Ryanair Pilots Reject 'Sticking Plaster' Bonuses After Airline Asks Them To Work Extra Shifts

Thousands of flights were cancelled after Ryanair 'messed up' pilot holidays.
<strong>Ryanair pilots have rejected the airline's offer of a bonus </strong>
Ryanair pilots have rejected the airline's offer of a bonus
rebius via Getty Images

Ryanair pilots have rejected a significant cash bonus to work extra shifts after the budget airline was forced to ground thousands of flights over staff shortages, instead demanding new contracts and better working conditions.

According to Reuters, the company offered pilots a bonus of up to €12,000 (£10,587) for an additional 10 days work on the condition they would remain with the airline for another year, saying this would avoid further cancellations.

Ryanair faced a barrage of fury from passengers after it announced on Saturday that it would be cancelling up to 50 flights a day until the end of October because it had “messed up” pilots’ holidays.

However, in a letter seen by the BBC - which has also been circulated on social media - pilot representatives from 30 of the company’s European bases rejected the offer, suggesting their own solution to “keep our planes in the air”.

“The pilot market is changing, and Ryanair will need to change the ways which the pilots and management work together to ensure a stable and common future for everyone,” the letter reportedly reads.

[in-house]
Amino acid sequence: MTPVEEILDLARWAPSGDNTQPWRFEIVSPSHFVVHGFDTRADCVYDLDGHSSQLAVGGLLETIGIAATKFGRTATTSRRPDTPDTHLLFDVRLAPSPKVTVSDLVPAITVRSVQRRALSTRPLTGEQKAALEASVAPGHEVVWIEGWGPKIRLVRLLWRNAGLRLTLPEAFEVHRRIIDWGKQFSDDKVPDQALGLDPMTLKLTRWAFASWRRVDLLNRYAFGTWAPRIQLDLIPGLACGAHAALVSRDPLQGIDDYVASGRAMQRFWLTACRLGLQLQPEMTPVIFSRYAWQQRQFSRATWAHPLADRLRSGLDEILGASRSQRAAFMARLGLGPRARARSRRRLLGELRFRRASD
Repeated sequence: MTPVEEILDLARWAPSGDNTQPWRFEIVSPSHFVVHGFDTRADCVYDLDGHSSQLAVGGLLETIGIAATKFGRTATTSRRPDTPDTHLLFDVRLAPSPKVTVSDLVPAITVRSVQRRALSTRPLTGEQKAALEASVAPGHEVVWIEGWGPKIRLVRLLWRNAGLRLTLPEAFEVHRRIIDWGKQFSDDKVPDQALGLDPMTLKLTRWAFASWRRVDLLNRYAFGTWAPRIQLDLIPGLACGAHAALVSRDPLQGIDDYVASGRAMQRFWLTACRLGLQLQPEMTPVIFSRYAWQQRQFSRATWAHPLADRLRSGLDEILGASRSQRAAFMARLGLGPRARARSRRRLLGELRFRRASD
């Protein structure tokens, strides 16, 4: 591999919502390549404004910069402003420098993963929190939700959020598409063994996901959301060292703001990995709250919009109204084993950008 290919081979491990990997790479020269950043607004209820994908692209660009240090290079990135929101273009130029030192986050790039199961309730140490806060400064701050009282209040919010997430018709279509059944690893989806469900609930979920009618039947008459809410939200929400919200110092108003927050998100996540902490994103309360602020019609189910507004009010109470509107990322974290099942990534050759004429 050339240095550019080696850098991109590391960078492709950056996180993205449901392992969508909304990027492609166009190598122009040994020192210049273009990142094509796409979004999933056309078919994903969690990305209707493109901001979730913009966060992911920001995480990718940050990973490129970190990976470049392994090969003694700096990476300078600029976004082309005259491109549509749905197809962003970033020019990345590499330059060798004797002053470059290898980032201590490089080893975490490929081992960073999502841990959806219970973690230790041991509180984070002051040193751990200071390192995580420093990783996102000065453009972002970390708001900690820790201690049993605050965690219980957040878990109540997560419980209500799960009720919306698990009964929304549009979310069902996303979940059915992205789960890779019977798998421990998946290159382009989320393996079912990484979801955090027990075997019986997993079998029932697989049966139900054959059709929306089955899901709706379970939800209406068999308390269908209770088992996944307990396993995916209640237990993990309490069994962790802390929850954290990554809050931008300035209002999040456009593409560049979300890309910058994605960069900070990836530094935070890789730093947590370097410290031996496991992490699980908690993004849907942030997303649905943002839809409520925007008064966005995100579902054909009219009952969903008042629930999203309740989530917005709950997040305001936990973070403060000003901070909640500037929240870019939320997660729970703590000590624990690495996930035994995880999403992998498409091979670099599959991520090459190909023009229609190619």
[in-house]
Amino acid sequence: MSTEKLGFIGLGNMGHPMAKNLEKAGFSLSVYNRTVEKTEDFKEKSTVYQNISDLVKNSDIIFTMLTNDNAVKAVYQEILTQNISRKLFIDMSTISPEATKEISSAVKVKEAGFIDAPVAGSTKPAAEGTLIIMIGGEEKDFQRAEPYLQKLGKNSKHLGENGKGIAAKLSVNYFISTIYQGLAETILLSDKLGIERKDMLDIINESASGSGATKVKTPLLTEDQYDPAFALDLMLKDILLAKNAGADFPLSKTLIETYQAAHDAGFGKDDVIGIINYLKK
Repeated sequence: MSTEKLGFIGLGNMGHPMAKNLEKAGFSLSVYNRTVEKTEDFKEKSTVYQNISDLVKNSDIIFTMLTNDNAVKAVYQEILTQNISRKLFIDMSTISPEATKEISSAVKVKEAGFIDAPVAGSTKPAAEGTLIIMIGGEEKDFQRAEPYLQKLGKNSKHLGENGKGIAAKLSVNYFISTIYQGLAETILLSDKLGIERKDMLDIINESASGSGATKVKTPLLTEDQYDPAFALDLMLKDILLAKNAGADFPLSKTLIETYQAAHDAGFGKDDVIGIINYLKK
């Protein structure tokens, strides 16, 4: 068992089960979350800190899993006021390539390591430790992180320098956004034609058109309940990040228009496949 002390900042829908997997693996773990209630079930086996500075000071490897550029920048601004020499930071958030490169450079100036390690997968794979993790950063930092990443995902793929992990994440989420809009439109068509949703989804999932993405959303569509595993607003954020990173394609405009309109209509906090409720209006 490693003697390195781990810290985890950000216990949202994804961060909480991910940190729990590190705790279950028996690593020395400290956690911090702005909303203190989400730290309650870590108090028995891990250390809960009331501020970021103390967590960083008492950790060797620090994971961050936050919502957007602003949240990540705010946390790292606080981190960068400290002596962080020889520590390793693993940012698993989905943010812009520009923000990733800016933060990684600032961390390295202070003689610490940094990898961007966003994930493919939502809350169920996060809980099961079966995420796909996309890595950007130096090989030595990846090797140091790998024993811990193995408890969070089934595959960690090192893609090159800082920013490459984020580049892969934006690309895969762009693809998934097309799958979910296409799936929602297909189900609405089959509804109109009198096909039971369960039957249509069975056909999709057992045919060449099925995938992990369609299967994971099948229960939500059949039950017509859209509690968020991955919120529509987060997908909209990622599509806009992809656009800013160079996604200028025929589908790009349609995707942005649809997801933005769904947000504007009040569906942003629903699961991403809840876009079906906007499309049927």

Calling for permanent local contracts, they said this should stop “the large number of colleagues who are leaving for ‘greener pastures’”.

However, when asked by HuffPost UK for a response to the letter, a Ryanair spokesperson said: “No such demands have been made. Just an unsigned, anonymous email which was sent to us by media.”

But Evan Cullen, the president of the Irish Air Line Pilots’ Association, said the way Ryanair currently employs its pilots is “at the heart of this issue”, calling the airline’s latest offer to workers a “sticking plaster”.

He told BBC’s Newsnight programme: “One of the main pillars in the grievance is that many of the Ryanair pilots do not have a permanent contract - what they have is precarious employment or atypical employment.”

According to Cullen, many of the airline’s pilots are agency contractors giving “an extraordinary arm’s length distance between Ryanair and the pilot”.

“There has to be a fundamental change in how Ryanair deals with its pilots,” he added.

But at the company’s annual general meeting in Dublin today, Ryanair’s chief executive Michael O’Leary refused to comment on the letter.

Instead, he told the meeting that the airline was planning to take back one week of its pilots’ annual leave to prevent further flight cancellations, the BBC reported.

This means that pilots who had a four-week block of holidays coming up will now have to take one of those weeks in January, O’Leary explained.

He added that the firm is facing a "significant management failure" as it attempts to deal with the thousands of grounded flights.

Ryanair has yet to respond to HuffPost UK’s request for comment on the issue.

For a full list of cancelled Ryanair flights, click here.

Before You Go